Both countries currently have their borders shut to international arrivals, with the only exceptions being repatriated citizens and permanent residents, who must undergo a 14 day quarantine period. Both governments have also discussed a possible travel bubble, which might include the Pacific Islands, although New Zealand is reluctant to agree to this while Australia continues to allow unrestricted domestic travel.

SOURCE: Chiang. Rai Times

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Thai army medic accused of injecting troops with fake Covid-19 vaccine during UN mission

Caitlin Ashworth

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Thai army medic accused of injecting troops with fake Covid-19 vaccine during UN mission | The Thaiger
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A medic for the Royal Thai Army was dismissed and his medical license revoked after injecting troops with fake Covid-19 vaccines during a United Nations peacekeeping mission in South Sudan. The “vaccine” was actually just water. The medic, who is also a lieutenant, apparently injected 273 Thai troops with the water shot and charged 607 baht, or around $20 USD, per injection.

A soldier noticed the bottles the medic was using for the injections were unlabelled. A superior then launched an internal investigation and found that the bottles were just filled with water. Under the UN’s orders, the medic was dismissed and sent back to Thailand. His medical license was also revoked.

Thai media first reported the news, saying that a Thai army doctor at a South Sudan field hospital was suspended from duty due to an investigation into alleged fraud. The medic reportedly worked at the hospital from December 2019 to December 2020.

Following the news report, Thai Supreme Commander General Chalermphol Srisawat confirmed that a medic had been injecting troops with water and claiming it was a Covid-19 vaccine.

SOURCES: Thai PBS | Nation Thailand

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Japan asks China to stop anal Covid-19 tests after travellers report “psychological distress”

Caitlin Ashworth

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Japan asks China to stop anal Covid-19 tests after travellers report “psychological distress” | The Thaiger

After complaints that China’s anal swab Covid-19 test caused “psychological distress,” Japan has asked China to stop using the new, much more invasive method of testing on Japanese citizens entering the country.

For the anal test, reportedly done on some travellers entering China from overseas, a 3 to 5 centimetre long cotton swab is inserted into the anus and gently rotated to collect the sample. While it’s unclear exactly how many people have gone through the procedure, Chief Cabinet Secretary Katsunobu Kato says some Japanese citizens have reported mental discomfort after the test.

“Some Japanese reported to our embassy in China that they received anal swab tests, which caused great psychological pain.”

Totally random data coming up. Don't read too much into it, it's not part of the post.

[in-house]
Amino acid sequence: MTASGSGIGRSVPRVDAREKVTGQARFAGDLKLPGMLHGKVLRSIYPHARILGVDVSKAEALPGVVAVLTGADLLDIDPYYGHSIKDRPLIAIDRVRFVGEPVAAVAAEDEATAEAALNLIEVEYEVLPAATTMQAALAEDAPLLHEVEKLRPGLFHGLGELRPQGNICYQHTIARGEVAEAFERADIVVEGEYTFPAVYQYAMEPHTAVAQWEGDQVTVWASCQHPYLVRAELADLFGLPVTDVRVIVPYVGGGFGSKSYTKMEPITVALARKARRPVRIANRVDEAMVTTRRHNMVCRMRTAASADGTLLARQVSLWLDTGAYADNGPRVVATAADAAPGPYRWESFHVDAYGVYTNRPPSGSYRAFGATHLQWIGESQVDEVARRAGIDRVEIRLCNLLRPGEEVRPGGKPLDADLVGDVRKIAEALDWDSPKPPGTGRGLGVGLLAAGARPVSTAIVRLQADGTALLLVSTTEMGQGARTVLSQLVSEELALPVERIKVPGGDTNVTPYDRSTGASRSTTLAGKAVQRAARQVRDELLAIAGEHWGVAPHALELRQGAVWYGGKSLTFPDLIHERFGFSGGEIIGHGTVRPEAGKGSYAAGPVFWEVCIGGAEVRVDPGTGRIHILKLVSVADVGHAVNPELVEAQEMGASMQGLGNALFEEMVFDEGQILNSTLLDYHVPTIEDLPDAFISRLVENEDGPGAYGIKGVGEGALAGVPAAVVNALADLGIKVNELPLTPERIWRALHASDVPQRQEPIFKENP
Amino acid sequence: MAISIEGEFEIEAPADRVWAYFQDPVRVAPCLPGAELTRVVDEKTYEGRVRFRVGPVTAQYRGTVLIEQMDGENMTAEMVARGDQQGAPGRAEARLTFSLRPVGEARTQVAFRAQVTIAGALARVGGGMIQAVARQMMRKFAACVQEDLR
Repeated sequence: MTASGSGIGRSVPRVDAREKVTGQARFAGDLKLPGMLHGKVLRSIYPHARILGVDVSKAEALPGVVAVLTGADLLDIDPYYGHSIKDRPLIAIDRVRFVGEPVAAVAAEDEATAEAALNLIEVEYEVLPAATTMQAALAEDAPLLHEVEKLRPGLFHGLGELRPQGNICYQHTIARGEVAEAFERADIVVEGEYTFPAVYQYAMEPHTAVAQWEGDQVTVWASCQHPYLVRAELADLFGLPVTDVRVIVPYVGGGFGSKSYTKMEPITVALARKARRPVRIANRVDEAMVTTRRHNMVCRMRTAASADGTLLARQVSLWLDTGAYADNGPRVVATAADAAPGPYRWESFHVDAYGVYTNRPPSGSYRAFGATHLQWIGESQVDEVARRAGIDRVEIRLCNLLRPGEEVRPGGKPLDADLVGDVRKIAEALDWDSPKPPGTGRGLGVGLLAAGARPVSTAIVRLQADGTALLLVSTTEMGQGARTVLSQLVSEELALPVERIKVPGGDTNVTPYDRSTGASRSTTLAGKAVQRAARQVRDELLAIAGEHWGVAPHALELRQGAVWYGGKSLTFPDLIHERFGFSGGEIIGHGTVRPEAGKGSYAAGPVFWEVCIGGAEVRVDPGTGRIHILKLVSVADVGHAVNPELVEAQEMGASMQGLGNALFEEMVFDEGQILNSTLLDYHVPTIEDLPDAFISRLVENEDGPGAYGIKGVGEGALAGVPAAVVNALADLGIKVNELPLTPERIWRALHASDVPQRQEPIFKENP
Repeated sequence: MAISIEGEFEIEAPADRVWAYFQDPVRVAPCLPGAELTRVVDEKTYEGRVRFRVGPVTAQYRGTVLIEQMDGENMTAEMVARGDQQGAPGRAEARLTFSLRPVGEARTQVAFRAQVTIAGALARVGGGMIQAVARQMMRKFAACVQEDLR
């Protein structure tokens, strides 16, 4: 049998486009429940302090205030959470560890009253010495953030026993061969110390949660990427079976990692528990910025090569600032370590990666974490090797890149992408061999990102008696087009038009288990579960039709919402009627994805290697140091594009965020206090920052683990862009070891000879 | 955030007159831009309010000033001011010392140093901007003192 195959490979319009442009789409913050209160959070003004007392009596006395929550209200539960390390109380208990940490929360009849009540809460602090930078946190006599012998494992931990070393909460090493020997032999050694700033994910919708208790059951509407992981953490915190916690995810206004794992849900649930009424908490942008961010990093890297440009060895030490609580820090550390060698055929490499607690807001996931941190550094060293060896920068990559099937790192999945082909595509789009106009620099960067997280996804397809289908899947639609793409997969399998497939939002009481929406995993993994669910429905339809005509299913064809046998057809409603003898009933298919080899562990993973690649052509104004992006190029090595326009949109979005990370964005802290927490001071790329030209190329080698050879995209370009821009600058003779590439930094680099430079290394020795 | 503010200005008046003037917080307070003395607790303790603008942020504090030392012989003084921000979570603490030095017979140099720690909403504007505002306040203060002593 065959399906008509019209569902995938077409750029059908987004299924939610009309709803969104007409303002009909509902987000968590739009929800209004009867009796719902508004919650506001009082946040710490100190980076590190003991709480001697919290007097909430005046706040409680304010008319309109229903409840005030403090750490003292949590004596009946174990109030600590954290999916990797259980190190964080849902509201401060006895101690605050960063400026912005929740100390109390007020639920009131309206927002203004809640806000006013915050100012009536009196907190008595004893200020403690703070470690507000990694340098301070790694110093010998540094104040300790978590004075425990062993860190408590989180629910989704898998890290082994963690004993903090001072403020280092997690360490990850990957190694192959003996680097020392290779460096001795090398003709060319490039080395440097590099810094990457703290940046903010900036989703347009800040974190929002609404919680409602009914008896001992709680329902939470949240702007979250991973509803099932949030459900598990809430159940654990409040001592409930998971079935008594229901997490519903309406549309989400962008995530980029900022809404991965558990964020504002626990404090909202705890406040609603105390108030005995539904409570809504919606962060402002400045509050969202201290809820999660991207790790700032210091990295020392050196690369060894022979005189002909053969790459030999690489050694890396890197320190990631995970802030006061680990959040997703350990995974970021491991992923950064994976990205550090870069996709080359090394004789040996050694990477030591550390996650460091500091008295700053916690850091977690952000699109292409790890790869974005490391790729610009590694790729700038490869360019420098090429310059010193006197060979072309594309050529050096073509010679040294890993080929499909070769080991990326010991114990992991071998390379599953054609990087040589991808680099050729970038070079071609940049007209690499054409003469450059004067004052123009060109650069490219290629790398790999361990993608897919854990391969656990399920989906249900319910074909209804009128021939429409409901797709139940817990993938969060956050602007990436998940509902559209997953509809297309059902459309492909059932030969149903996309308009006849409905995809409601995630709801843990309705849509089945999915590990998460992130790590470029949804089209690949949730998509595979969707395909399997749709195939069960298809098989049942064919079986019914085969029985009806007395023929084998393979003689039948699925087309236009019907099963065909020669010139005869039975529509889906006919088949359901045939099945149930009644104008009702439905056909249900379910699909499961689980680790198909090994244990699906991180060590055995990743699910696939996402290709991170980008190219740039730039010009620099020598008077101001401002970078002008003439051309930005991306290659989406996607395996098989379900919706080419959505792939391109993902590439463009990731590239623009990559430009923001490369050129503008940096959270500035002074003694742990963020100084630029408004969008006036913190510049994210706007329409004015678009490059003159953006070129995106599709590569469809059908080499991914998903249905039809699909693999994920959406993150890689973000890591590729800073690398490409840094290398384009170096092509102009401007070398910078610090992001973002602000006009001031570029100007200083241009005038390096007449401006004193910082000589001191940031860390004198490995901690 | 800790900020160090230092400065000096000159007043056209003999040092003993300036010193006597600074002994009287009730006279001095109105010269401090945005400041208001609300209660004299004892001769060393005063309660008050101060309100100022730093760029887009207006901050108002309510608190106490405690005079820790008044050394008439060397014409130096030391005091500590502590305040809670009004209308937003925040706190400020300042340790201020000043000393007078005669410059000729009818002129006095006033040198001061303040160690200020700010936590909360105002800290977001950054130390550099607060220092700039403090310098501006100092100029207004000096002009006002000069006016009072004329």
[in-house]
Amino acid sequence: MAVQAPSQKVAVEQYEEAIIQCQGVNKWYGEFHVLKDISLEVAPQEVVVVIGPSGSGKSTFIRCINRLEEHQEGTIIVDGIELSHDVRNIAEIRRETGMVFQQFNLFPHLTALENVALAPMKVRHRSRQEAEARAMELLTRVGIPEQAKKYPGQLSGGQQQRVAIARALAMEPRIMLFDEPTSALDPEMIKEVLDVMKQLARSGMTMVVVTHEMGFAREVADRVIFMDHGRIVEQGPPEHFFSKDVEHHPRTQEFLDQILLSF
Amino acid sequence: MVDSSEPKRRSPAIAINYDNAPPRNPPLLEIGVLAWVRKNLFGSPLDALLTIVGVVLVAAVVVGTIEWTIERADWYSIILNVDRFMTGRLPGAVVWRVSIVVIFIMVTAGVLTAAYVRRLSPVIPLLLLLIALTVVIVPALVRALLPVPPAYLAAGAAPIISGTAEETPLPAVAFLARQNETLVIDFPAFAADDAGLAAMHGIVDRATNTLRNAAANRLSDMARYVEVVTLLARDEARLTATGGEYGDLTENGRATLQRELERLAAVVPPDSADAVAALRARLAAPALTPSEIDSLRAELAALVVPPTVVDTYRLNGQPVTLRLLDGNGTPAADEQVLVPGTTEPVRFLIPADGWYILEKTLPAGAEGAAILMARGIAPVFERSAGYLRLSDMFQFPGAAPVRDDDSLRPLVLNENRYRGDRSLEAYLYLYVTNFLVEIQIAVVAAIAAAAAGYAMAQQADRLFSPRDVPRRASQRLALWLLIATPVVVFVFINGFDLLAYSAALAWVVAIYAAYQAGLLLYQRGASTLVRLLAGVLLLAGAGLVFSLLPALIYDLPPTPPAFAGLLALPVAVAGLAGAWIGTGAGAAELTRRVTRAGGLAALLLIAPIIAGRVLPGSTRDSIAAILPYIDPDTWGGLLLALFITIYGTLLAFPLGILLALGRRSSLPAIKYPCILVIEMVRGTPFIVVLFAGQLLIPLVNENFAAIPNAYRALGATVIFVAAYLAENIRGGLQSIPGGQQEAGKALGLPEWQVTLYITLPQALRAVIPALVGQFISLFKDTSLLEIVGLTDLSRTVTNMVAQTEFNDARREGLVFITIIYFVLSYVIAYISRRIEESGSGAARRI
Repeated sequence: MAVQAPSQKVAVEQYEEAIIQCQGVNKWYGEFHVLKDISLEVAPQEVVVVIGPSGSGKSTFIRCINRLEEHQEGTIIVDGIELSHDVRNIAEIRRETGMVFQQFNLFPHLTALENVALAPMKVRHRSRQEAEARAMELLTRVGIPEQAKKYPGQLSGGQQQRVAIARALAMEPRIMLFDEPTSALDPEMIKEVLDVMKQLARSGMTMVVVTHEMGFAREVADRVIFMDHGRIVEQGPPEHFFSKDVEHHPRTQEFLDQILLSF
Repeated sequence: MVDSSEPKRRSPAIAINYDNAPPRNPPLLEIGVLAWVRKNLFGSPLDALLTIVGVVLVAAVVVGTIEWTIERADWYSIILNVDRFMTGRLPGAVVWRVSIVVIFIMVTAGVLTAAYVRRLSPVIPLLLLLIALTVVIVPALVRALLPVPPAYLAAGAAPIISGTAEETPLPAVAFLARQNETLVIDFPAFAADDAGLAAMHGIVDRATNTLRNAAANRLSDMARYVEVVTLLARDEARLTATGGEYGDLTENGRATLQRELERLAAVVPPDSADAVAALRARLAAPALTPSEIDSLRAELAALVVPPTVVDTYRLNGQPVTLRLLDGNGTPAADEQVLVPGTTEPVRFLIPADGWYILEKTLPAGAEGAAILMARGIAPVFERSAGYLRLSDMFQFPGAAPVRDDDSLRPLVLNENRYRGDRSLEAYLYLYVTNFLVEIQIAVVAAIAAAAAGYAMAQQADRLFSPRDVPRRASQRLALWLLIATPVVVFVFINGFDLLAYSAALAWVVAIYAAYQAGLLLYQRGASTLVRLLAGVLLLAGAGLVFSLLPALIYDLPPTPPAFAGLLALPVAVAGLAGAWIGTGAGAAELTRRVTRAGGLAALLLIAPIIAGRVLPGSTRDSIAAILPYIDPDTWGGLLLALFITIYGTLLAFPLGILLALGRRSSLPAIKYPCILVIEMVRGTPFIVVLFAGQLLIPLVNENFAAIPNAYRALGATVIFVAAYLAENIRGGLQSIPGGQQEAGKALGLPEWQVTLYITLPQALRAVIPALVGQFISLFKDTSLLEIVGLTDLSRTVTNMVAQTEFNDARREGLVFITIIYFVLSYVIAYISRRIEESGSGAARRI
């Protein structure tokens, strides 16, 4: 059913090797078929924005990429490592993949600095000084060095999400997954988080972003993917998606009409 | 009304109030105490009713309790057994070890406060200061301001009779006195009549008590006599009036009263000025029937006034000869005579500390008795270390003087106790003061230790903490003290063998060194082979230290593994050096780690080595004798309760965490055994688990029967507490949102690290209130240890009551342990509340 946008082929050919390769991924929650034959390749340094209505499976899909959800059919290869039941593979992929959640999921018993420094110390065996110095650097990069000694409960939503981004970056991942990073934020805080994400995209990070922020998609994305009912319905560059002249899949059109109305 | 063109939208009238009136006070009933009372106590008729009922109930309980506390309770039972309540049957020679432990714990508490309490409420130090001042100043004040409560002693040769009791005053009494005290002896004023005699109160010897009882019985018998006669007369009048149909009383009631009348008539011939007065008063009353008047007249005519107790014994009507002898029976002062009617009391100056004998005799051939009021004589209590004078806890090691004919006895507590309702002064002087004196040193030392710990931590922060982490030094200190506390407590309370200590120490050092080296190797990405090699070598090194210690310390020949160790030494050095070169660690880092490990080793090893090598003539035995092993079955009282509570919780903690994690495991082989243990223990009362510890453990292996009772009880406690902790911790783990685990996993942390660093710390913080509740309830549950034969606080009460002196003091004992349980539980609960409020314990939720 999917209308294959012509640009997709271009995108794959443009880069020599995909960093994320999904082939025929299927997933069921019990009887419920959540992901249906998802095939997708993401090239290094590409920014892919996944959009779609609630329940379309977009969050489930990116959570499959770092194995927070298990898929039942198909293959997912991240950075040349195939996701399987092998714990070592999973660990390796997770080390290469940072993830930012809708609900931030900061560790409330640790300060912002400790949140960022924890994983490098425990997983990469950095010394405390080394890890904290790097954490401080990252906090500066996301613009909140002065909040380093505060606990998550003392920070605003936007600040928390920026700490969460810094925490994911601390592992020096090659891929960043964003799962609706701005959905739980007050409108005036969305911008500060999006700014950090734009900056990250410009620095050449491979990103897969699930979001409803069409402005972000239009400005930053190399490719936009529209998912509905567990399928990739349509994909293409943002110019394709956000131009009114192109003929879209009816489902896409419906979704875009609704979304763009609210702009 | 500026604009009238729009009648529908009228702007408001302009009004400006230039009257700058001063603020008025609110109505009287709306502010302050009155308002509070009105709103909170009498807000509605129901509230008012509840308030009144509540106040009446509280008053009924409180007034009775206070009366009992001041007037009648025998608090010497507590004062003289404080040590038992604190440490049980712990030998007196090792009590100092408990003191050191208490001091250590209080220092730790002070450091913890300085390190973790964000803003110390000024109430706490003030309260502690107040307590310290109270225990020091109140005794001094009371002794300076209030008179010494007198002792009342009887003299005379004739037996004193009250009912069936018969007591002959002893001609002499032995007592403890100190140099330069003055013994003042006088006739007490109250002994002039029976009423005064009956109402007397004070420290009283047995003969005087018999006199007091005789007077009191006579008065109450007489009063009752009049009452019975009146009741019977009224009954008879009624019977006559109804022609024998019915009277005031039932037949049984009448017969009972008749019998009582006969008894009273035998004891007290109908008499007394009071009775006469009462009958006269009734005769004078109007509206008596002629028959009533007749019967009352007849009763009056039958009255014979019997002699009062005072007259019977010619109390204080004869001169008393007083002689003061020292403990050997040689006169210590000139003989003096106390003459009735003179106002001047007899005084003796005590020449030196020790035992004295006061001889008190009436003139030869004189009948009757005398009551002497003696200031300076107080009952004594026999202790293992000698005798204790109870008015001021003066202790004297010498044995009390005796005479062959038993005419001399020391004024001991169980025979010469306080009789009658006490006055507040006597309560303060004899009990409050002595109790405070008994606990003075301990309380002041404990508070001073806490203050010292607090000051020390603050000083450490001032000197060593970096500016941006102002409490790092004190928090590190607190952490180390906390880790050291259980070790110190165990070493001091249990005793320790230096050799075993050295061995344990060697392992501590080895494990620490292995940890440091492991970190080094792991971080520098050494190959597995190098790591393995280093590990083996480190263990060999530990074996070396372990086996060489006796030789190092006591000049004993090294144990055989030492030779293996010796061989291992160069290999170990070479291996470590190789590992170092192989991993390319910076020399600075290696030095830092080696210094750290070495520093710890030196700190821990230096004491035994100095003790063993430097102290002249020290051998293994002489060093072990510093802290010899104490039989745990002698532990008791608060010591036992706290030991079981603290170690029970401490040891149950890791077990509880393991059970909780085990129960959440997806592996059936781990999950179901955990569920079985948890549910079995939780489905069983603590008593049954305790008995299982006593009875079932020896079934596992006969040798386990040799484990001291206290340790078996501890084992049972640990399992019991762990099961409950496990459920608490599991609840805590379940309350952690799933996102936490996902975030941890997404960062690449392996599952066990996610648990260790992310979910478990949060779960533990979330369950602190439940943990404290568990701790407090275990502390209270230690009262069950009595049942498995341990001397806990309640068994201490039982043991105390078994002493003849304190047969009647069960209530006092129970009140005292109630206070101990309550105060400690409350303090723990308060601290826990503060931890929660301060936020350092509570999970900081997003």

The Japanese government made a request through the embassy in Beijing to stop using the anal swab test on Japanese citizens. Katsunobu says China has not yet responded to the request.

China started using the anal swab test in January. The anal tests are controversial with many experts backing the oral test as the most efficient way to detect a coronavirus infection.

SOURCE: BBC

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Thailand considering vaccine passport policy in bid to revive international tourism

Maya Taylor

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Thailand considering vaccine passport policy in bid to revive international tourism | The Thaiger
PHOTO: Markus Winkler on Unsplash

Thailand’s Tourism Minister, Pipat Ratchakitprakarn, says he has asked the Public Health Ministry to approve a vaccine passport scheme aimed at reviving the devastated tourism sector. According to Pipat, the government is looking to the World Health Organisation to issue a statement on vaccine passports before it makes a decision on the matter.

The Tourism Minister adds that having a scheme in place that would allow foreign visitors to bypass quarantine could lead to 5 million tourists arriving in the Kingdom this year. Nation Thailand reports that the government’s Covid-19 task force is also considering allowing quarantining tourists to leave their rooms after 3 days of self-isolation. Pipat predicts that the Russians could be first to return, with tour agents in Russia saying demand is high enough to support regular flights of between 300 and 400 passengers.

The ministry also hopes to deliver Covid-19 vaccines to the 5 major tourism provinces of Phuket, Surat Thani, Chon Buri, Chiang Mai and Krabi. The vaccines would be given to employees at alternative quarantine hotels. It’s understood there are currently 58 alternative quarantine facilities across the 5 provinces, with over 6,700 rooms and 13,000 employees.

SOURCE: Nation Thailand